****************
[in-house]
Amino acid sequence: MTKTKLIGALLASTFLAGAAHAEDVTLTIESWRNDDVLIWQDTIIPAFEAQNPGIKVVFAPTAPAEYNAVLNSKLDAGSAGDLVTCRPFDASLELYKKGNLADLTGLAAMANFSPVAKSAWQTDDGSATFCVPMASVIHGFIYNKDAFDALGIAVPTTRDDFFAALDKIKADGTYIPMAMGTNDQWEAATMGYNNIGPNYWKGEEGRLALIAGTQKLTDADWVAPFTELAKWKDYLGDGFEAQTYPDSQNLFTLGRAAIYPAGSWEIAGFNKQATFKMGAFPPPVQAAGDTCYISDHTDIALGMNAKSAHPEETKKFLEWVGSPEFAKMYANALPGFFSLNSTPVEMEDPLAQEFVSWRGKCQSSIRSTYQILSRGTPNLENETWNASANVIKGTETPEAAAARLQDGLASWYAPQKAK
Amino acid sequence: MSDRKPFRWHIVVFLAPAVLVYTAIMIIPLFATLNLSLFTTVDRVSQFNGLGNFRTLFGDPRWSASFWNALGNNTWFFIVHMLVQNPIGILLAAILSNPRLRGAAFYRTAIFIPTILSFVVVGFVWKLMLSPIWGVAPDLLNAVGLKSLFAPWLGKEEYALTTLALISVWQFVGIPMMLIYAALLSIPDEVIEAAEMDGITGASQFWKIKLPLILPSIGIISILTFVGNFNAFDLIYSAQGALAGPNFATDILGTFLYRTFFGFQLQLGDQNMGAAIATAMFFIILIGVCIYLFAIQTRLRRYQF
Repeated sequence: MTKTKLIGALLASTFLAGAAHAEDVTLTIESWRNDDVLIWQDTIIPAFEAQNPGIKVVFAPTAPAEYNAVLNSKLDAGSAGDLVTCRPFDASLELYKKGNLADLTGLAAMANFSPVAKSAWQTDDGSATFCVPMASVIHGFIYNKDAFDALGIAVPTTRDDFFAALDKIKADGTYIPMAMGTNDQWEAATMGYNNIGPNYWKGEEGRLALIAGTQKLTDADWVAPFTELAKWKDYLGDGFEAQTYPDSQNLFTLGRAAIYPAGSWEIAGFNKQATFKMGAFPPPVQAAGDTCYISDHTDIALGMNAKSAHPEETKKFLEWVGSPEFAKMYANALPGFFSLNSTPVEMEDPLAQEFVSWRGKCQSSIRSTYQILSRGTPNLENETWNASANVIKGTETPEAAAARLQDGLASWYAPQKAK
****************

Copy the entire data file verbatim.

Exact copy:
[in-house]
Amino acid sequence: MTKTKLIGALLASTFLAGAAHAEDVTLTIESWRNDDVLIWQDTIIPAFEAQNPGIKVVFAPTAPAEYNAVLNSKLDAGSAGDLVTCRPFDASLELYKKGNLADLTGLAAMANFSPVAKSAWQTDDGSATFCVPMASVIHGFIYNKDAFDALGIAVPTTRDDFFAALDKIKADGTYIPMAMGTNDQWEAATMGYNNIGPNYWKGEEGRLALIAGTQKLTDADWVAPFTELAKWKDYLGDGFEAQTYPDSQNLFTLGRAAIYPAGSWEIAGFNKQATFKMGAFPPPVQAAGDTCYISDHTDIALGMNAKSAHPEETKKFLEWVGSPEFAKMYANALPGFFSLNSTPVEMEDPLAQEFVSWRGKCQSSIRSTYQILSRGTPNLENETWNASANVIKGTETPEAAAARLQDGLASWYAPQKAK
Amino acid sequence: MSDRKPFRWHIVVFLAPAVLVYTAIMIIPLFATLNLSLFTTVDRVSQFNGLGNFRTLFGDPRWSASFWNALGNNTWFFIVHMLVQNPIGILLAAILSNPRLRGAAFYRTAIFIPTILSFVVVGFVWKLMLSPIWGVAPDLLNAVGLKSLFAPWLGKEEYALTTLALISVWQFVGIPMMLIYAALLSIPDEVIEAAEMDGITGASQFWKIKLPLILPSIGIISILTFVGNFNAFDLIYSAQGALAGPNFATDILGTFLYRTFFGFQLQLGDQNMGAAIATAMFFIILIGVCIYLFAIQTRLRRYQF
Repeated sequence: MTKTKLIGALLASTFLAGAAHAEDVTLTIESWRNDDVLIWQDTIIPAFEAQNPGIKVVFAPTAPAEYNAVLNSKLDAGSAGDLVTCRPFDASLELYKKGNLADLTGLAAMANFSPVAKSAWQTDDGSATFCVPMASVIHGFIYNKDAFDALGIAVPTTRDDFFAALDKIKADGTYIPMAMGTNDQWEAATMGYNNIGPNYWKGEEGRLALIAGTQKLTDADWVAPFTELAKWKDYLGDGFEAQTYPDSQNLFTLGRAAIYPAGSWEIAGFNKQATFKMGAFPPPVQAAGDTCYISDHTDIALGMNAKSAHPEETKKFLEWVGSPEFAKMYANALPGFFSLNSTPVEMEDPLAQEFVSWRGKCQSSIRSTYQILSRGTPNLENETWNASANVIKGTETPEAAAARLQDGLASWYAPQKAK